December 12, 2017

Helping PR pros make smarter decisions

Crisis Prevention Red Flags

Crisis Prevention Red Flags

In my opinion and experience, 95 percent of crises are preventable.

That’s right, when I’ve “reverse-engineered” crises that have occurred to my clients over the past 25+ years, crises about which I have sufficient information to reach truly educated conclusions, pre-crisis red flags were usually present – and ignored.

Over time, I’ve seen significant commonality in those red flags, so let me give you a quick list that you might be able to apply to other organizations with the goal of preventing crises.

  • Information choke points.  Too much critical information and/or decisions go through a single person or very small group of people.  When that flow gets heavy, the information clogs that choke point the same way the flow of too much material, too fast, can clog a drain – at which the backup starts increasing exponentially.  Some of that information may be critical to preventing a crisis – and it’s just sitting there, useless, at the choke point.

  • Irreplaceable people.  It’s good to have people so good that you consider them to be irreplaceable, right?  Well, not necessarily.  If a certain person – and it could be a very competent admin assistant as easily as it could be your CEO – is the only person who knows how to or is authorized to perform a certain task, what do you do when they aren’t available?  When they are out of town and unreachable?  When they have stepped in front the proverbial truck?  No one should be that irreplaceable; any of their functions that may be critical to crisis prevention or response need to be learned by one or more backups.

  • Human arrogance. I conducted a recent survey at LinkedIn regarding the primary cause of crises.  The top answer was “human arrogance.”  Followed closely by “playing ostrich/denial.”  The two are closely related and often take the form of “it can’t happen here” syndrome.  Which is not unlike realizing you’re about to go to hell and saying to yourself, over and over again, “It’s not hot and I’m not here.”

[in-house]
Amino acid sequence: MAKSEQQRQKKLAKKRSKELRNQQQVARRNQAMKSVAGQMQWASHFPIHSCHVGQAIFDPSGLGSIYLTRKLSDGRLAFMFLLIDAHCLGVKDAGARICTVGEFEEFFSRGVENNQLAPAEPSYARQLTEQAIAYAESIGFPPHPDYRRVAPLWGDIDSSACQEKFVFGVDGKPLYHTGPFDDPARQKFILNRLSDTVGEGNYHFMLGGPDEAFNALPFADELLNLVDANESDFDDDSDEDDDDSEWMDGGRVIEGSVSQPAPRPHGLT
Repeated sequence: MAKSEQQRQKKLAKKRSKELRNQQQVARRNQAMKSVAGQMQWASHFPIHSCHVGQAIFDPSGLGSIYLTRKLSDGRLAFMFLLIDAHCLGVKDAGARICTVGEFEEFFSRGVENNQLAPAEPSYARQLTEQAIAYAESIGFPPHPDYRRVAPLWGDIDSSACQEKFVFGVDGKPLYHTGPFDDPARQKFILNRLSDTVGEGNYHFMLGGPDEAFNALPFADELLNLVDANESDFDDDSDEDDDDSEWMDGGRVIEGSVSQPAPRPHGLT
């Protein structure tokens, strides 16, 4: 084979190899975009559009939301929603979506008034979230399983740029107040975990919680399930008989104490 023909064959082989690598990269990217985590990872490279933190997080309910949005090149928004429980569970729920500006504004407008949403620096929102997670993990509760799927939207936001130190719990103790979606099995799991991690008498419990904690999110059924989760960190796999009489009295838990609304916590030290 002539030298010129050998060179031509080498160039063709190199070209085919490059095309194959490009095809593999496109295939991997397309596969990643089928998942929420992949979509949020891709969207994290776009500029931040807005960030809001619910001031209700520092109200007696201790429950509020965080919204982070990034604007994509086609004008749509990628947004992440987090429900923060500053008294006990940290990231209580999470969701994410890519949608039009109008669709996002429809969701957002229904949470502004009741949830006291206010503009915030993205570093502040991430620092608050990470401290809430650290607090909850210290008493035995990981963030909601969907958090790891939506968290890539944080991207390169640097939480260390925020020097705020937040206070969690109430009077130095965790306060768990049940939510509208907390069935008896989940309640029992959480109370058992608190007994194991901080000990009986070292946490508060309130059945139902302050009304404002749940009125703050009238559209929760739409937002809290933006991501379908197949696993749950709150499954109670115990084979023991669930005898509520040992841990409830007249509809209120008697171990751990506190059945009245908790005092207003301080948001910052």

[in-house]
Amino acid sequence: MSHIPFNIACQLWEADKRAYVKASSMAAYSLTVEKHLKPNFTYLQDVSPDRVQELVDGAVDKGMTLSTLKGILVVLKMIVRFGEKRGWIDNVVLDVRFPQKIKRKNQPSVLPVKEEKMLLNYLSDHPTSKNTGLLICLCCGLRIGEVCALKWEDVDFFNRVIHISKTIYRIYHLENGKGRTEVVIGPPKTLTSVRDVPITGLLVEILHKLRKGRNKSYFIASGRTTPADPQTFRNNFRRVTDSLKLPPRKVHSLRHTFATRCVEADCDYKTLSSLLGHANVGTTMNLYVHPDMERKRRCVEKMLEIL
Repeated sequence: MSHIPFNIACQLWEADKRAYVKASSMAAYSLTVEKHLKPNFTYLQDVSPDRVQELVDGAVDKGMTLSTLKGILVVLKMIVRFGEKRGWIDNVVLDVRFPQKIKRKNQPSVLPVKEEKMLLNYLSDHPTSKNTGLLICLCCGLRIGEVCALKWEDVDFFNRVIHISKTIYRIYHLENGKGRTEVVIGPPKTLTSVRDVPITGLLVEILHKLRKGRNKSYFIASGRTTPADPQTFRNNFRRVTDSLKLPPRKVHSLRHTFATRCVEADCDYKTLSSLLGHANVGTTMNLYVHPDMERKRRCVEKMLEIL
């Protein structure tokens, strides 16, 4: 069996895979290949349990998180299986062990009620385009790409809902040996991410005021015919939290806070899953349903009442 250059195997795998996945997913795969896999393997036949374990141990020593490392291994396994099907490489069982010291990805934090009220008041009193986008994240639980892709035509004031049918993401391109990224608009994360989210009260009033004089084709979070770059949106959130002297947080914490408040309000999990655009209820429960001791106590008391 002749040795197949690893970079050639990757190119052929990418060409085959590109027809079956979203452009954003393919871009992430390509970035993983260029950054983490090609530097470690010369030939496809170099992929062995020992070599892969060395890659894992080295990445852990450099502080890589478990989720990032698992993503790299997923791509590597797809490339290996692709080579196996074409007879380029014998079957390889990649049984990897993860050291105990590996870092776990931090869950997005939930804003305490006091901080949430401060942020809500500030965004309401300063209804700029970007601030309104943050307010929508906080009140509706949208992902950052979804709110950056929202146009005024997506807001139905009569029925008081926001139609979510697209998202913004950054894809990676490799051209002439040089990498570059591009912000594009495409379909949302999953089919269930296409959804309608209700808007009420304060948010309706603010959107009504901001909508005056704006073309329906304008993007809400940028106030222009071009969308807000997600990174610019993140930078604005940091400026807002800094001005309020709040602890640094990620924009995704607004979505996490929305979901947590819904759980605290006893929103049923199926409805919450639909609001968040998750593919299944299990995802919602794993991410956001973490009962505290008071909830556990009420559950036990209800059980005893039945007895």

• Lack of policies critical to crisis prevention.  Certain policies are more critical to crisis prevention that others, such as those regarding:

o    Information security.

o    Who speaks for the organization.

o    Email protocols on-site and off-site.

o    Safety

  • Lack of training to go along with policies.  Any policy without initial and refresher training is meaningless.  In the morass of policies employees at most organizations have to read from point of hire onwards, the ones they remember most are (a) the ones most important them personally, such as pay-related policies and (b) those that they are reminded about, over and over.

  • Omniscient decision-makers.  Some organizations have key decision-makers who, in practice, act as if they are omniscient.  They are highly capable in certain fields, and surround themselves with staff and/or consultants who are equally capable in their respective fields – but then they don’t listen to the latter.  Only to their own “inner God.”  With predictable results.

For organizations that want to prevent crises, there’s a process I’ve created called a “vulnerability audit,” about which you can read more here.  That process ferrets out these hidden flags, after which an organization can decide how to reduce or eliminate its specific vulnerabilities.

Sadly, some of the omniscient decision-makers, after paying for such work to be performed, decide they don’t need to do anything with the results.  They forget that there is no such thing as inaction and that they are–de facto–deciding to have future crises which could have been prevented.  

About the Author: Jonathan Bernstein is president of Bernstein Crisis Management, Inc., an international consultancy and author of “Keeping the Wolves at Bay: A Media Training Manual.” Contact jonathan@bernsteincrisismanagement.com.

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